glow to the faces of the village ladies who sat on the left-hand side of the
church. As I passed each wooden pew the
ladies extended their hands in welcome, ‘Pache, Pache’. I was deeply touched by their
humility as they quickly returned to their pew with their scarf-covered heads
bowed again in prayer. The gentlemen all
seated on the right-hand side remained in quiet meditation. There was a holy hush and an awareness that
this place was greatly revered. The worship
was uplifting as children, teenagers and choir all participated in a
celebration of praise. Soon it was time
for the sermon and as my husband entered the pulpit everyone stood in respect
for the Word from God. The secret of our inner life, our thoughts, emotions, is
the spiritual bread and wholesome food we receive. Tonight, the Word of God was
received with an immeasurable hunger.
I felt I was walking through seedbeds of sorrow. It has taken me some time to place my
thoughts on paper as I recall the remains of my day. Two female patients both called
Catalina. My first Catalina, recovering
from surgery for a partial removal of a large neck tumour. Her throat is swollen and she is finding it
difficult to swallow. There is a bond
between us and she talked of her family, her forthcoming eightieth birthday on
7th November, I could see it was painful to talk. As I
sat beside her, I told her of a Saviour whose Word is rest and who knows all
about our tomorrows. We prayed together
and waving goodbye she softly said: ‘You will come again in Decembria?’ She already knows the answer.
number two was a very tall lady, an artist by profession, hosting many Art
Exhibitions during her lifetime. Her
elderly husband lay in an unmade bed on one side of the room suffering from Alzheimer’s
disease, separated in his mind from the memories of pleasure and normality, while
his beloved wife of forty-four years lay on the other side of the room. Their living conditions disturbed me greatly
as Catalina has just completed a course of Chemotherapy. I could have stood afar, removed my thinking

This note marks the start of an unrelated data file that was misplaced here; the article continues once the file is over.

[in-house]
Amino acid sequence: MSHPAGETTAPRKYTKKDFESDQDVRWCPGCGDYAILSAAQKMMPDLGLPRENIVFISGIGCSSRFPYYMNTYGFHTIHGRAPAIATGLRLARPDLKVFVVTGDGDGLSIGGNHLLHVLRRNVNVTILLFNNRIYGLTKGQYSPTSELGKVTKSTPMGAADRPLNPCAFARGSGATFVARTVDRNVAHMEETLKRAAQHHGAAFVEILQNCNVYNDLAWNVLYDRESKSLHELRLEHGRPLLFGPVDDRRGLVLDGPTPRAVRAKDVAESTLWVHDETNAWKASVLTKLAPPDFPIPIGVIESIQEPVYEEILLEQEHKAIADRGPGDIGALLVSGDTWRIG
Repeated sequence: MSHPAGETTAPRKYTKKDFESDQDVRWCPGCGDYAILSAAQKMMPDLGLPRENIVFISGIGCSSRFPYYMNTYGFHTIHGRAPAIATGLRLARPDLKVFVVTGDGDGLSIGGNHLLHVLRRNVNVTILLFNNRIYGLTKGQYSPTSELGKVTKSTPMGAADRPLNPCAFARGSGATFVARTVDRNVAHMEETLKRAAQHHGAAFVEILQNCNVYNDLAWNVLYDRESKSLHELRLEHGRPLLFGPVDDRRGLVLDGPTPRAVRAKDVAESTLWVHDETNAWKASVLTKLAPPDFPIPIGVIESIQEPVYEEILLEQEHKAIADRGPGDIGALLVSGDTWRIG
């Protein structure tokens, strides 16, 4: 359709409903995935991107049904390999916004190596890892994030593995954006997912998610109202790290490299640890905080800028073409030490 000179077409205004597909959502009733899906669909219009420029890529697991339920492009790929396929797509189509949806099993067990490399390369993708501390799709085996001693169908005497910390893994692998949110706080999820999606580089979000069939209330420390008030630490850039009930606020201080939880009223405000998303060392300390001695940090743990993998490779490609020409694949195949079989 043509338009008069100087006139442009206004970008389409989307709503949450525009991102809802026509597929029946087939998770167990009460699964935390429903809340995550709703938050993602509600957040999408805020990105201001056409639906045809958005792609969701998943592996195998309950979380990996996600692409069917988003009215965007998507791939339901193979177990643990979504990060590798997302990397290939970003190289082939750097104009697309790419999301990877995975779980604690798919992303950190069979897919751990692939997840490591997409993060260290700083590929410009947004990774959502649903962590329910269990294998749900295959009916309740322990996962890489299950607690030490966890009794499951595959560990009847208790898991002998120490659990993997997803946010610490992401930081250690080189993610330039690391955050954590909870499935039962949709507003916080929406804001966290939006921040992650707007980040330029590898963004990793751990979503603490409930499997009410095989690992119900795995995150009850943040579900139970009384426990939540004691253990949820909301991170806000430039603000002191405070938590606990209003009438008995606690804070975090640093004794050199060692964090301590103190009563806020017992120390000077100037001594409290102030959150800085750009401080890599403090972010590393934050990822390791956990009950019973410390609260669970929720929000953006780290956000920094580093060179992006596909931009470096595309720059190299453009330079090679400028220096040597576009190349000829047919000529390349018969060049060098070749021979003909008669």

as I gazed around the unkept room, but they are unable to care one for the
other and often are without food. Many
occasions when our team calls, making a welcome cup of tea, they are so
thankful; they never complain. Catalina
made her way to sit beside me as I tried to lift her husband Stephan from his
lying positionshe quietly whispered ‘He has been a very
supportive husband until this happened …’ I am unable to write any more
as my heart is overwhelmed with such sorrow. Today I feel as if a sword has
pierced deeply into this humble home.
is impossible to describe my feelings as I enter another door of great sadness.
A few days ago, I wrote about Stefan (11) weighing only 1.5 stone; his little
foot broke as he was turned in bed. Stefan
died yesterday. My eyes seem to see only
moments of great sadness and it is changing me.
Lives close to eternity, so many wasted years. John MacArthur wrote: ‘You are the only
Bible some unbelievers will ever read’. With
tearful eyes I pray for courage to continue to do the things I feel totally
inadequate to do. My friend, Dr. Beni Paul, the only Physician within the Emanuel
Hospice Homecare Team is in urgent need of a specific medication unavailable in
Romania. Ampules of Hyoscine
(butilscopulamine) are required for terminally ill patients nearing the end of
their earthly journey and unable to swallow; it will ease their spasms. I recognise my limitations and inadequacy but
I have proved prayer changes situations.